Blade baits are an overlooked tool for fishing cold water. "The main thing about blade baits is you have to have faith in a hunk of metal," Balog joked. "They lack plastic's action, scent, or feel, but they work. You have to believe."
Blade baits have been around since the first Silver Buddy; there are many similar baits on the market, including Reef Runner's Cicada, Heddon's Sonar, and the Vib-E-Blade. "I usually use a 1/2-ounce blade bait. When fishing it, you need to retrieve and lift it at the same time. You want to be able to barely feel the lure vibrate, not the kind of vibration that you feel up your arm. Kind of swim it with small, short 10- to 12-inch lifts, allowing it to drop to the bottom." He constantly changes the treble hooks on blade baits from the number 4 factory hooks to number 6 VMC hooks that are sticky sharp and adds different split rings.
Balog said blade baits are best fished on a softer, medium-action rod, like St. Croix's 7-foot Legend Elite (ES70MF). The softer action provides the feel you need to fish blades properly.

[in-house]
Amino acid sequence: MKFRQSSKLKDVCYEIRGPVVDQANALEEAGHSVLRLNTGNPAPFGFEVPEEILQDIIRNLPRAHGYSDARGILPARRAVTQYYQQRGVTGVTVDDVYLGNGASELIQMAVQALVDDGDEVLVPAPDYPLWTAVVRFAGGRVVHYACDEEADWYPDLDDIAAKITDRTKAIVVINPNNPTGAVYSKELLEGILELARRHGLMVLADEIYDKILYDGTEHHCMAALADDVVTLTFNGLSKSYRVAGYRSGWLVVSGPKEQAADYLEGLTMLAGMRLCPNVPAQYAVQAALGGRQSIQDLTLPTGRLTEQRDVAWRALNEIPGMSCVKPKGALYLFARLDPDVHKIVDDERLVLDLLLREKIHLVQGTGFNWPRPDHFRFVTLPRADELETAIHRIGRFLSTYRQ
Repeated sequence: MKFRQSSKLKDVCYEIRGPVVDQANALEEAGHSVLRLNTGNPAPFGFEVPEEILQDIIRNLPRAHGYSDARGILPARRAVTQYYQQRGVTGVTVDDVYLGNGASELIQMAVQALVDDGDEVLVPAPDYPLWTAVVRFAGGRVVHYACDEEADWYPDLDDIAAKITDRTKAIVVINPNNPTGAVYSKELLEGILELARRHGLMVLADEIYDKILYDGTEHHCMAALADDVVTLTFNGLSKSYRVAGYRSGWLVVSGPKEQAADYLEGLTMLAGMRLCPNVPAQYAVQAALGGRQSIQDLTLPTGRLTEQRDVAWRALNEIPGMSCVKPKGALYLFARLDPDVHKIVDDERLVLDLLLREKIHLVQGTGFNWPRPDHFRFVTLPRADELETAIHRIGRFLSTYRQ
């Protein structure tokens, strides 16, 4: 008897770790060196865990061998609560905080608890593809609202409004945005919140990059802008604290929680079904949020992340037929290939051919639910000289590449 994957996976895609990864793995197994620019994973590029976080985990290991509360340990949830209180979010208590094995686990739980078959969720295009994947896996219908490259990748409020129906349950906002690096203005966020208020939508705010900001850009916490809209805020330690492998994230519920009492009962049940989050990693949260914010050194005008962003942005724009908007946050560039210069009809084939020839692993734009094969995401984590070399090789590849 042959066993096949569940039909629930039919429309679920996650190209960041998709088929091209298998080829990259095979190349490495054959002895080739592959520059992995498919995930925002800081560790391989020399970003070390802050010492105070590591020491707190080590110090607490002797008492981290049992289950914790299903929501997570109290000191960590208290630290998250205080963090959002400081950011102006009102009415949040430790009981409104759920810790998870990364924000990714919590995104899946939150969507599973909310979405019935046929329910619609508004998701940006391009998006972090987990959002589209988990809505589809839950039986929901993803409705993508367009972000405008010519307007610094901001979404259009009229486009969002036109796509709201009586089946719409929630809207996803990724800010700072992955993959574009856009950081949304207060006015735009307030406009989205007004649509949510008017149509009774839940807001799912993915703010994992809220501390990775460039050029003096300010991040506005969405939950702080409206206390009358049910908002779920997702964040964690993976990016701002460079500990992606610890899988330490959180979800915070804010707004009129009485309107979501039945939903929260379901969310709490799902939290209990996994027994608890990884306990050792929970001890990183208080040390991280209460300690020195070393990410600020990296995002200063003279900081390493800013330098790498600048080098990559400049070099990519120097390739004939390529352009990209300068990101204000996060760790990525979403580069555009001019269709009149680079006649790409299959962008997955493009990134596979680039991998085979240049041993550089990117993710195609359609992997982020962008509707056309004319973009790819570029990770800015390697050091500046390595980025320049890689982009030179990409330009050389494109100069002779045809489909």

Once early season bass show signs of putting on the feedbag, it is an excellent time to bring out the tubes. "Tubes are tried and true," Balog commented. "One key to fishing tubes in the shallows is the hook eye angle. Normally I'd use a jig with a 60-degree eye if I were fishing in the grass, but in the shallows, you want to have a jig with a 90-degree eye. It helps you when draggin' the bait and keeping contact with the bottom, which is important in the early season."
He typically favors a 4-inch tube for most fishing and is partial to the ISG Intimidator tube. It has a multitude of tails or tentacles that move tantalizingly in the water. Another good source for quality tubes and jigs is Provider Tackle.
Many anglers are itching for the ice to disappear to get on the water. Go armed with these lures, and you can catch smallmouths from ice-out through post-spawn.